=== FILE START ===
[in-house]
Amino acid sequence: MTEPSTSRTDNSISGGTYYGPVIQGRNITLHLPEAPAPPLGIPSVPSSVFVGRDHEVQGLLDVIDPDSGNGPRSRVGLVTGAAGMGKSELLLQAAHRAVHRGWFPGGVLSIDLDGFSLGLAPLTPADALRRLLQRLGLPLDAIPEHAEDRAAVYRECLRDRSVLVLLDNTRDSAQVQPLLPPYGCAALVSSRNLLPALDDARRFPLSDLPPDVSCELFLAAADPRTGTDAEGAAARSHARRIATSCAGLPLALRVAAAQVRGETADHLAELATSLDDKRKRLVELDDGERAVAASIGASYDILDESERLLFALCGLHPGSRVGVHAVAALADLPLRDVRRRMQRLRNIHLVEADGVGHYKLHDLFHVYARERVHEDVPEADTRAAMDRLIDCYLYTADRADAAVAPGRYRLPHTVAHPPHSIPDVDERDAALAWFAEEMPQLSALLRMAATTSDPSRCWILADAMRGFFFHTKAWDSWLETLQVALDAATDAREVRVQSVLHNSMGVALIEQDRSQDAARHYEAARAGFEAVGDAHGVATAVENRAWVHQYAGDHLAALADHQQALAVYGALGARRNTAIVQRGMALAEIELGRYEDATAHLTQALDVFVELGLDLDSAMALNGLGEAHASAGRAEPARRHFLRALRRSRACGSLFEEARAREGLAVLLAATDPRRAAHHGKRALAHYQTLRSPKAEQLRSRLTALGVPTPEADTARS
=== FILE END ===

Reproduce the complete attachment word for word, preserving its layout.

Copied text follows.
[in-house]
Amino acid sequence: MTEPSTSRTDNSISGGTYYGPVIQGRNITLHLPEAPAPPLGIPSVPSSVFVGRDHEVQGLLDVIDPDSGNGPRSRVGLVTGAAGMGKSELLLQAAHRAVHRGWFPGGVLSIDLDGFSLGLAPLTPADALRRLLQRLGLPLDAIPEHAEDRAAVYRECLRDRSVLVLLDNTRDSAQVQPLLPPYGCAALVSSRNLLPALDDARRFPLSDLPPDVSCELFLAAADPRTGTDAEGAAARSHARRIATSCAGLPLALRVAAAQVRGETADHLAELATSLDDKRKRLVELDDGERAVAASIGASYDILDESERLLFALCGLHPGSRVGVHAVAALADLPLRDVRRRMQRLRNIHLVEADGVGHYKLHDLFHVYARERVHEDVPEADTRAAMDRLIDCYLYTADRADAAVAPGRYRLPHTVAHPPHSIPDVDERDAALAWFAEEMPQLSALLRMAATTSDPSRCWILADAMRGFFFHTKAWDSWLETLQVALDAATDAREVRVQSVLHNSMGVALIEQDRSQDAARHYEAARAGFEAVGDAHGVATAVENRAWVHQYAGDHLAALADHQQALAVYGALGARRNTAIVQRGMALAEIELGRYEDATAHLTQALDVFVELGLDLDSAMALNGLGEAHASAGRAEPARRHFLRALRRSRACGSLFEEARAREGLAVLLAATDPRRAAHHGKRALAHYQTLRSPKAEQLRSRLTALGVPTPEADTARS